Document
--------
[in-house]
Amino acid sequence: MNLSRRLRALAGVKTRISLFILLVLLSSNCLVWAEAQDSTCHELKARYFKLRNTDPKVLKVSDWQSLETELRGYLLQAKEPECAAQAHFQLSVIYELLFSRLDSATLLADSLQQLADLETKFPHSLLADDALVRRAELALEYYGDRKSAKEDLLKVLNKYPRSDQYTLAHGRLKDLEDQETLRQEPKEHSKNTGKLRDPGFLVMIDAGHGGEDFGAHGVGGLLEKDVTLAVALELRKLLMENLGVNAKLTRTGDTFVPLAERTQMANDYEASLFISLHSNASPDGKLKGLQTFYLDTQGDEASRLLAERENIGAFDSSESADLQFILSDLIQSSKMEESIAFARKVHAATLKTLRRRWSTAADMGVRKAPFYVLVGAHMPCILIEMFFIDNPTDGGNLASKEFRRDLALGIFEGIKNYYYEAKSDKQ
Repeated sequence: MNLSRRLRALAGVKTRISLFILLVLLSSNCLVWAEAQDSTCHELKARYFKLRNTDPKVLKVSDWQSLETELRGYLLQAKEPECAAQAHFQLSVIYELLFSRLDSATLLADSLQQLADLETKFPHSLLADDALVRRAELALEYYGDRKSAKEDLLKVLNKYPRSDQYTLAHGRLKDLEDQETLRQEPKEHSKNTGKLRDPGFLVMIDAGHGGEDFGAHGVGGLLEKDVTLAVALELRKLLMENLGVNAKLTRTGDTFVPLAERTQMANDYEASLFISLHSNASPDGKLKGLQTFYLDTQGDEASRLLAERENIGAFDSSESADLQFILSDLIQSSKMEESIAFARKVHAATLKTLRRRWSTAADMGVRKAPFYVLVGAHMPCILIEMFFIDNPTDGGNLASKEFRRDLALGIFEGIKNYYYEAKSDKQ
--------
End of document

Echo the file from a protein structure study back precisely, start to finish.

[in-house]
Amino acid sequence: MNLSRRLRALAGVKTRISLFILLVLLSSNCLVWAEAQDSTCHELKARYFKLRNTDPKVLKVSDWQSLETELRGYLLQAKEPECAAQAHFQLSVIYELLFSRLDSATLLADSLQQLADLETKFPHSLLADDALVRRAELALEYYGDRKSAKEDLLKVLNKYPRSDQYTLAHGRLKDLEDQETLRQEPKEHSKNTGKLRDPGFLVMIDAGHGGEDFGAHGVGGLLEKDVTLAVALELRKLLMENLGVNAKLTRTGDTFVPLAERTQMANDYEASLFISLHSNASPDGKLKGLQTFYLDTQGDEASRLLAERENIGAFDSSESADLQFILSDLIQSSKMEESIAFARKVHAATLKTLRRRWSTAADMGVRKAPFYVLVGAHMPCILIEMFFIDNPTDGGNLASKEFRRDLALGIFEGIKNYYYEAKSDKQ
Repeated sequence: MNLSRRLRALAGVKTRISLFILLVLLSSNCLVWAEAQDSTCHELKARYFKLRNTDPKVLKVSDWQSLETELRGYLLQAKEPECAAQAHFQLSVIYELLFSRLDSATLLADSLQQLADLETKFPHSLLADDALVRRAELALEYYGDRKSAKEDLLKVLNKYPRSDQYTLAHGRLKDLEDQETLRQEPKEHSKNTGKLRDPGFLVMIDAGHGGEDFGAHGVGGLLEKDVTLAVALELRKLLMENLGVNAKLTRTGDTFVPLAERTQMANDYEASLFISLHSNASPDGKLKGLQTFYLDTQGDEASRLLAERENIGAFDSSESADLQFILSDLIQSSKMEESIAFARKVHAATLKTLRRRWSTAADMGVRKAPFYVLVGAHMPCILIEMFFIDNPTDGGNLASKEFRRDLALGIFEGIKNYYYEAKSDKQ